- Series: Studies in Jurisprudence and Legal Hist
- Paperback: 578 pages
- Publisher: Liberty Fund; New Edition edition (June 1, 1997)
- Language: English
- ISBN-10: 0865971447
- ISBN-13: 978-0865971448
- Product Dimensions: 6.1 x 1.4 x 9 inches
- Shipping Weight: 2 pounds (View shipping rates and policies)
- Average Customer Review: 13 customer reviews
- Amazon Best Sellers Rank: #258,388 in Books (See Top 100 in Books)
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Government by Judiciary (Studies in Jurisprudence and Legal Hist) New Edition Edition
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About the Author
Raoul Berger was Charles Warren Senior Fellow in American Legal History at the Harvard Law School. Among his books is Executive Privilege: A Constitutional Myth.
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Only because I had to work so hard to make sense of it
Berger reveals why I had so much trouble - it was all a crock they taught me!
Law school teaches "unconstitutional law" - ie what the "justices' do - not what they are supposed to do under our constitution
Berger makes that crystal clear
PS - America is lost - our judicial system is as broke as exec. and leg branches - again read Berger and learn
Evil the Amendment may have been in its lack of scope, but its shortcomings were caused by the rampant racism endemic to the United States at that time, both in the North and South alike, not by Berger. To the contray, Berger merely has had the courage to stand up against contemporary, PC, soft-tolitarianism and to state the undeniable historical facts regarding the original meaning and application of the Fourteenth Amendment as well as contrast this originalism to the more recent, revistionist reinterpretation and applications by the Court. Looking to the bigger picture, what Berger does is challenge us to ponder whether going to all the fuss and bother of amending the Constitution to go beyond the very limited, original goals of the Fourthment Amendment might not have been a better course than giving the Supreme Court a quick-and-easy constitutional blue pen.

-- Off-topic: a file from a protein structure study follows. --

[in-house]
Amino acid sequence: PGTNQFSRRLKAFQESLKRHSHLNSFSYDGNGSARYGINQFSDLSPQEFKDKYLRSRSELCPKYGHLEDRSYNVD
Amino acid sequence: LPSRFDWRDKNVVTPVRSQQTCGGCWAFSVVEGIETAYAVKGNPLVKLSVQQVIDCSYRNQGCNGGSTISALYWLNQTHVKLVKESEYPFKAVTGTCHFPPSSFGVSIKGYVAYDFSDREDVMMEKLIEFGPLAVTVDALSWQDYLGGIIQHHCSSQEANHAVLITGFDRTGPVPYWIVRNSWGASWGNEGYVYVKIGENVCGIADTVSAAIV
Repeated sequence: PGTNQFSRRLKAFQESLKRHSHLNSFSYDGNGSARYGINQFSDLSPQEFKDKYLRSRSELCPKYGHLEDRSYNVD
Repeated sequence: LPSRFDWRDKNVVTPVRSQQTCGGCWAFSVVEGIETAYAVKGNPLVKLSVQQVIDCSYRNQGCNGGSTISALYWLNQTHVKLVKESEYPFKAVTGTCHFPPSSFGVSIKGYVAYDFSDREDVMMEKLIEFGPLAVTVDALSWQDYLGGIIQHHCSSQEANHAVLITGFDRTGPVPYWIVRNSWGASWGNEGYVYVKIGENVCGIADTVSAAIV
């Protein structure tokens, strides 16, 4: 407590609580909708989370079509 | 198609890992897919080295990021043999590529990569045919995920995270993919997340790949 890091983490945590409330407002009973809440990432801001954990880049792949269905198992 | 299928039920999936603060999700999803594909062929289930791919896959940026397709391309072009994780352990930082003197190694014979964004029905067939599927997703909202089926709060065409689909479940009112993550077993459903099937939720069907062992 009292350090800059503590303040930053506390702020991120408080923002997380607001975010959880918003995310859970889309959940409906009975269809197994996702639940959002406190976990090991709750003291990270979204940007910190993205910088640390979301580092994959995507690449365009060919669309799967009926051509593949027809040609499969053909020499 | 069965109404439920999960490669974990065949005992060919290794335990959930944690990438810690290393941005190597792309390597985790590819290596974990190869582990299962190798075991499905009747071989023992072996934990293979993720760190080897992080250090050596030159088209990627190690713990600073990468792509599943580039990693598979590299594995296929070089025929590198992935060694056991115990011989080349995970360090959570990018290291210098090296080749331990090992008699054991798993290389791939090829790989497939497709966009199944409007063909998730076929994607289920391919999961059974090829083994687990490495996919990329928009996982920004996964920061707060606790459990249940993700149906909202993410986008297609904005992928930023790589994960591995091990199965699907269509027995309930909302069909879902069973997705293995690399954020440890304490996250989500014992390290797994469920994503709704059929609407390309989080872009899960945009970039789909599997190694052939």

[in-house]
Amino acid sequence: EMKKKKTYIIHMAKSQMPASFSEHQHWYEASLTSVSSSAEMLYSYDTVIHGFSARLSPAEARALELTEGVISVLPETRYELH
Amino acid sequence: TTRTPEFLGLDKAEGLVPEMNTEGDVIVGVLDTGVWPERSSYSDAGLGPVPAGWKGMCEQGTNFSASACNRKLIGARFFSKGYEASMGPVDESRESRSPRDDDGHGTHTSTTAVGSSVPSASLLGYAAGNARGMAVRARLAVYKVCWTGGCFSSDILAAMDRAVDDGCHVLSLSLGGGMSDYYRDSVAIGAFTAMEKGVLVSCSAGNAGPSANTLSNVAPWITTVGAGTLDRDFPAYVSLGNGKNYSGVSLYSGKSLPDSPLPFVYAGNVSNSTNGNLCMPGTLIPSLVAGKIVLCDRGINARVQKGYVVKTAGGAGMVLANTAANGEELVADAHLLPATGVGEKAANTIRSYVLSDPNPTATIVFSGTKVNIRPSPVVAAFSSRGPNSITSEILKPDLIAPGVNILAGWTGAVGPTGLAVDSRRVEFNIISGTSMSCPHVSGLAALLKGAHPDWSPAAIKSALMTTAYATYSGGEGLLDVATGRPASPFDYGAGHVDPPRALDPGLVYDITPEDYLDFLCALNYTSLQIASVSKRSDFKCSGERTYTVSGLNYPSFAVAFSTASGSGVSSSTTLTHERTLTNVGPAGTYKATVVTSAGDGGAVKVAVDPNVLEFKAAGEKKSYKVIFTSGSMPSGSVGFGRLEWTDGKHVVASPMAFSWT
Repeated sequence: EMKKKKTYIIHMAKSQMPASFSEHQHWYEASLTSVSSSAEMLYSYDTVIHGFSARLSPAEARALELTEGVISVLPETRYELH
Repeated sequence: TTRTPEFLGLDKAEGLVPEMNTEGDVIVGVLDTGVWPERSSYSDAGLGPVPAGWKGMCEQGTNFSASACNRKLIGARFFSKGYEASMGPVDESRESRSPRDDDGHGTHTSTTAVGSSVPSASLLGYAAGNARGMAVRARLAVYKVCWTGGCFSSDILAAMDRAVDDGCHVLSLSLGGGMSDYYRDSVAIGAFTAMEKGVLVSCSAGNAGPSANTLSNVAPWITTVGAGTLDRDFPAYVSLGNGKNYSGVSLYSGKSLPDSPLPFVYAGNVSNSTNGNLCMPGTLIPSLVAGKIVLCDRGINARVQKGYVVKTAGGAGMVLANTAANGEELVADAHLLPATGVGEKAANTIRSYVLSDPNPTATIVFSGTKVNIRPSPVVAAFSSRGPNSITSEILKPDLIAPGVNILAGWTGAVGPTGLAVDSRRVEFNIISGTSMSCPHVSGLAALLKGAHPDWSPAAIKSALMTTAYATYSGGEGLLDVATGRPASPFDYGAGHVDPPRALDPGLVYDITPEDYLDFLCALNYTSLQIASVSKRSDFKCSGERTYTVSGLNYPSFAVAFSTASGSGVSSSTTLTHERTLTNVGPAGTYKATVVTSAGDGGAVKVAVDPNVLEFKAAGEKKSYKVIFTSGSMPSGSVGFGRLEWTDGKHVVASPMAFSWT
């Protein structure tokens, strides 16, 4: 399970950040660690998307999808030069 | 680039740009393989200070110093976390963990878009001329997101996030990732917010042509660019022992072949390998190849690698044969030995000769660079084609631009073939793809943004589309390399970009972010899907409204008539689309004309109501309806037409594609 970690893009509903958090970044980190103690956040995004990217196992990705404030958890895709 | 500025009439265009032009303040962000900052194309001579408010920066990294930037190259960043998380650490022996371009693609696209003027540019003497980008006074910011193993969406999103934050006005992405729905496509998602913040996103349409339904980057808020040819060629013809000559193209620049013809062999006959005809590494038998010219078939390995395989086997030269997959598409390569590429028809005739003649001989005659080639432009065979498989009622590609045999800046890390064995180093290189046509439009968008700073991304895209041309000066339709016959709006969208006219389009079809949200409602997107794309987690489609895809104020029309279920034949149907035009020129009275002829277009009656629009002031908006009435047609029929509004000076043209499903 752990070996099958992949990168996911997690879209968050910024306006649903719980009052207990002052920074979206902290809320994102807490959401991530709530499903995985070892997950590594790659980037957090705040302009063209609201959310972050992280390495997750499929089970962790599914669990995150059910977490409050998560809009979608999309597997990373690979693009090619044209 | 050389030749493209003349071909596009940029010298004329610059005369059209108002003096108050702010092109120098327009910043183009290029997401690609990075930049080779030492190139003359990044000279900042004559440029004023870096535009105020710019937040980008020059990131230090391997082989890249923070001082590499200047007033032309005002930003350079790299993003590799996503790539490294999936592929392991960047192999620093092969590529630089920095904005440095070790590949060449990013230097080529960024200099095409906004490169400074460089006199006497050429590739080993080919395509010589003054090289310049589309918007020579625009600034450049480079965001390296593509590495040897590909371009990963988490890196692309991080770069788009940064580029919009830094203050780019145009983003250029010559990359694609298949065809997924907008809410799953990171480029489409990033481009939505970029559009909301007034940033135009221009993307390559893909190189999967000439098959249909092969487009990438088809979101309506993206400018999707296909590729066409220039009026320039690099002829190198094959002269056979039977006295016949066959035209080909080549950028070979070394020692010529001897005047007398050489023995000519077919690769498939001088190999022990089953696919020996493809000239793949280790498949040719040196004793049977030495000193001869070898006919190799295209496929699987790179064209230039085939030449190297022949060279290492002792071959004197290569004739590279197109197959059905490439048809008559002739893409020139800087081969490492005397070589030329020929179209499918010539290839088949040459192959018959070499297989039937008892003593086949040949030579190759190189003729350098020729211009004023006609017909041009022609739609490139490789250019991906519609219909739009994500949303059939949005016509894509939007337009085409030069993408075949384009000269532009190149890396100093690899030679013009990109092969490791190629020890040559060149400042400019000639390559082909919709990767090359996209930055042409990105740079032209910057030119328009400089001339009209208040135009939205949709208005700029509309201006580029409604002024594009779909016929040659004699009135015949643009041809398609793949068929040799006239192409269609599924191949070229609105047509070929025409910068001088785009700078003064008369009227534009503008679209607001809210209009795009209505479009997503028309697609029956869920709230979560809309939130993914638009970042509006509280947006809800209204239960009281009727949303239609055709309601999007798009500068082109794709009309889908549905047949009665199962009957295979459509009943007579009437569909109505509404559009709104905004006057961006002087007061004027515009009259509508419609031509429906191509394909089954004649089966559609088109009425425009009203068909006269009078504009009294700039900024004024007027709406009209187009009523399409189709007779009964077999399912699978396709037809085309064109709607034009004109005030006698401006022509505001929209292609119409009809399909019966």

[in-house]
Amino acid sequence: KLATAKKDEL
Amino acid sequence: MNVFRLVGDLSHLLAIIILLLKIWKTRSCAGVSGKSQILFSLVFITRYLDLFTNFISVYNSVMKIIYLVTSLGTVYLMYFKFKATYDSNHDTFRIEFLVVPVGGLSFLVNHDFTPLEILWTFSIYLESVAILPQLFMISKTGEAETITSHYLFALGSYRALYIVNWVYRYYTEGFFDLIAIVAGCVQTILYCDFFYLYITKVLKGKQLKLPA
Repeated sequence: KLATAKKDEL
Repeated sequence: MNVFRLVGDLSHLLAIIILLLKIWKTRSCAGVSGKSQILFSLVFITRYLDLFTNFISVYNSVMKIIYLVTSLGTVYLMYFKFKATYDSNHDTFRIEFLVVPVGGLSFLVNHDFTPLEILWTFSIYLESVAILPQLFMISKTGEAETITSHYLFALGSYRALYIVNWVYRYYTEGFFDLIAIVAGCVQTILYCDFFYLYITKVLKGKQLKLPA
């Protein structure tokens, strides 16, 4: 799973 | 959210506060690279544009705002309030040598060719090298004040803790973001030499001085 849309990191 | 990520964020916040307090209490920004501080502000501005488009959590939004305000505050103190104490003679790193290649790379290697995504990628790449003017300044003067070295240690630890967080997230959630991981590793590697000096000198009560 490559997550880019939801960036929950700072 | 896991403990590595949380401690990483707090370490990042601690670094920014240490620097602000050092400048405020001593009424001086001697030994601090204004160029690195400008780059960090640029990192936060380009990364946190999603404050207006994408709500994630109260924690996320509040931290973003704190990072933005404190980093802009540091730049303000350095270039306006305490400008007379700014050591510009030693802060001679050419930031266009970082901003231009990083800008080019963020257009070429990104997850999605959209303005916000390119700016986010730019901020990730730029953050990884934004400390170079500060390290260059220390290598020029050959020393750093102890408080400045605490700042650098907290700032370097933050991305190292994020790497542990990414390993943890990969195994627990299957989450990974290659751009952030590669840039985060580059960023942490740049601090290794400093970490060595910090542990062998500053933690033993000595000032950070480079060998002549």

BTW, the "Pure Evil" review is pure crap.
The evidence, and plenty of it exists, establishes beyond any reasonable doubt that the framers of the Fourteenth Amendment intended that nearly all of the Bill of Rights should apply to the states. After much delay, this is precisely what has happened, and high time.
Michael Kent Curtis, a law professor, did the research Berger disdained to do in his rush to traduce history and print polemics. Curtis found, in congressional sources and documents accessible to any interested adult, that it was the purpose of Rep. John A. Bingham of Ohio, the father of the Fourteenth Amendment, and his colleagues in the Republican-dominated Congress, to make being an American mean something. Curtis' work and conclusions have been endorsed and amplified by Akhil Reed Amar of the Yale law school, one of our most knowledgeable experts on the Constitution. Berger made a powerful argument - but only if you ignore the substantial evidence that proved him wrong.
Until the Civil War cleared the way, states were free to trample your rights, whether you were black, white, or whatever, because the Bill of Rights only restricted the federal government.
Did you know that? The Supreme Court held that, in Barron v. Baltimore, an 1833 decision written by Chief Justice John Marshall, no less.